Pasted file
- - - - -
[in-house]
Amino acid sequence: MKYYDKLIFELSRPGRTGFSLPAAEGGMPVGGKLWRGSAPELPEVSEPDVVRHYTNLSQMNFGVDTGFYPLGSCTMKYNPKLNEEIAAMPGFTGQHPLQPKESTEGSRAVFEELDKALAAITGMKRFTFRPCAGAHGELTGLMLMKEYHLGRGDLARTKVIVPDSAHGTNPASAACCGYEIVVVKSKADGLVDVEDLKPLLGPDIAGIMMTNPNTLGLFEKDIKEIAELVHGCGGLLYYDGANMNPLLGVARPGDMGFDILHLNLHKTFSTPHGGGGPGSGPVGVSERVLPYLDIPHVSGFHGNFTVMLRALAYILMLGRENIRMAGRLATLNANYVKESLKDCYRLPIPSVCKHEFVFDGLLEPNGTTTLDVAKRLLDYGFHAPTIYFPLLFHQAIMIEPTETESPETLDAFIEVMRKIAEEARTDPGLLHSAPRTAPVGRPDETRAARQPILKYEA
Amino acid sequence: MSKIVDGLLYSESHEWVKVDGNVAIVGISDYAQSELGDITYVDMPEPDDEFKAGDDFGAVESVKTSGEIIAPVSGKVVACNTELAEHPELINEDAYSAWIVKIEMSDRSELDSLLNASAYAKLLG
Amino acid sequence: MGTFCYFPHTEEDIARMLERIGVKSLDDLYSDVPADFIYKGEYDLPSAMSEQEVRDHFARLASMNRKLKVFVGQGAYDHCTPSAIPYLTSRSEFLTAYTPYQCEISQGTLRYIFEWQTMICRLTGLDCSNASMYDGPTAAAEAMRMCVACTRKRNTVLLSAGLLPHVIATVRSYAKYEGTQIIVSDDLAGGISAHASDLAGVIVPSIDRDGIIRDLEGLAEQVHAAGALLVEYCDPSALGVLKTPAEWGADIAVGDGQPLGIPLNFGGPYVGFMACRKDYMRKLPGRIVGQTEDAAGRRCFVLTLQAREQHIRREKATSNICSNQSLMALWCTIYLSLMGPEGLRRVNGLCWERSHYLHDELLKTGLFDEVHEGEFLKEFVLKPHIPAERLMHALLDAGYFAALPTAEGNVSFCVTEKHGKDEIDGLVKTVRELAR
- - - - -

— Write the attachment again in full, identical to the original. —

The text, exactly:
[in-house]
Amino acid sequence: MKYYDKLIFELSRPGRTGFSLPAAEGGMPVGGKLWRGSAPELPEVSEPDVVRHYTNLSQMNFGVDTGFYPLGSCTMKYNPKLNEEIAAMPGFTGQHPLQPKESTEGSRAVFEELDKALAAITGMKRFTFRPCAGAHGELTGLMLMKEYHLGRGDLARTKVIVPDSAHGTNPASAACCGYEIVVVKSKADGLVDVEDLKPLLGPDIAGIMMTNPNTLGLFEKDIKEIAELVHGCGGLLYYDGANMNPLLGVARPGDMGFDILHLNLHKTFSTPHGGGGPGSGPVGVSERVLPYLDIPHVSGFHGNFTVMLRALAYILMLGRENIRMAGRLATLNANYVKESLKDCYRLPIPSVCKHEFVFDGLLEPNGTTTLDVAKRLLDYGFHAPTIYFPLLFHQAIMIEPTETESPETLDAFIEVMRKIAEEARTDPGLLHSAPRTAPVGRPDETRAARQPILKYEA
Amino acid sequence: MSKIVDGLLYSESHEWVKVDGNVAIVGISDYAQSELGDITYVDMPEPDDEFKAGDDFGAVESVKTSGEIIAPVSGKVVACNTELAEHPELINEDAYSAWIVKIEMSDRSELDSLLNASAYAKLLG
Amino acid sequence: MGTFCYFPHTEEDIARMLERIGVKSLDDLYSDVPADFIYKGEYDLPSAMSEQEVRDHFARLASMNRKLKVFVGQGAYDHCTPSAIPYLTSRSEFLTAYTPYQCEISQGTLRYIFEWQTMICRLTGLDCSNASMYDGPTAAAEAMRMCVACTRKRNTVLLSAGLLPHVIATVRSYAKYEGTQIIVSDDLAGGISAHASDLAGVIVPSIDRDGIIRDLEGLAEQVHAAGALLVEYCDPSALGVLKTPAEWGADIAVGDGQPLGIPLNFGGPYVGFMACRKDYMRKLPGRIVGQTEDAAGRRCFVLTLQAREQHIRREKATSNICSNQSLMALWCTIYLSLMGPEGLRRVNGLCWERSHYLHDELLKTGLFDEVHEGEFLKEFVLKPHIPAERLMHALLDAGYFAALPTAEGNVSFCVTEKHGKDEIDGLVKTVRELAR